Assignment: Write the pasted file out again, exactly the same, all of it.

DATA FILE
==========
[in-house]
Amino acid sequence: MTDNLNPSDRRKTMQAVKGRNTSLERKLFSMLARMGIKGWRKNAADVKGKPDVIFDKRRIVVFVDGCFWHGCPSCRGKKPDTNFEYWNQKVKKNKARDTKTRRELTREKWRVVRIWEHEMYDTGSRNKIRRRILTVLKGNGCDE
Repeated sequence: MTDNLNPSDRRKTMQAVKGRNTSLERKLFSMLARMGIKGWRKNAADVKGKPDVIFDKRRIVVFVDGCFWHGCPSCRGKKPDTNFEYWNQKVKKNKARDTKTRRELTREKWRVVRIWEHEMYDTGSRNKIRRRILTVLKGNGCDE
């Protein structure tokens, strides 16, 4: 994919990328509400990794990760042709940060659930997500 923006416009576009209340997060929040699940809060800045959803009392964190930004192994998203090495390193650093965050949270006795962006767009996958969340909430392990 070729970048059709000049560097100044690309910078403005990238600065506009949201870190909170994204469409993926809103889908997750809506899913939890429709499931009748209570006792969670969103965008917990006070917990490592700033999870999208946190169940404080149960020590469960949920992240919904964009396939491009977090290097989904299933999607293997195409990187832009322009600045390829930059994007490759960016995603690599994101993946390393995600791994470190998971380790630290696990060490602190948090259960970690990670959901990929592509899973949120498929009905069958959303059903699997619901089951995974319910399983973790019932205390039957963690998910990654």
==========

[in-house]
Amino acid sequence: MTDNLNPSDRRKTMQAVKGRNTSLERKLFSMLARMGIKGWRKNAADVKGKPDVIFDKRRIVVFVDGCFWHGCPSCRGKKPDTNFEYWNQKVKKNKARDTKTRRELTREKWRVVRIWEHEMYDTGSRNKIRRRILTVLKGNGCDE
Repeated sequence: MTDNLNPSDRRKTMQAVKGRNTSLERKLFSMLARMGIKGWRKNAADVKGKPDVIFDKRRIVVFVDGCFWHGCPSCRGKKPDTNFEYWNQKVKKNKARDTKTRRELTREKWRVVRIWEHEMYDTGSRNKIRRRILTVLKGNGCDE
């Protein structure tokens, strides 16, 4: 994919990328509400990794990760042709940060659930997500 923006416009576009209340997060929040699940809060800045959803009392964190930004192994998203090495390193650093965050949270006795962006767009996958969340909430392990 070729970048059709000049560097100044690309910078403005990238600065506009949201870190909170994204469409993926809103889908997750809506899913939890429709499931009748209570006792969670969103965008917990006070917990490592700033999870999208946190169940404080149960020590469960949920992240919904964009396939491009977090290097989904299933999607293997195409990187832009322009600045390829930059994007490759960016995603690599994101993946390393995600791994470190998971380790630290696990060490602190948090259960970690990670959901990929592509899973949120498929009905069958959303059903699997619901089951995974319910399983973790019932205390039957963690998910990654």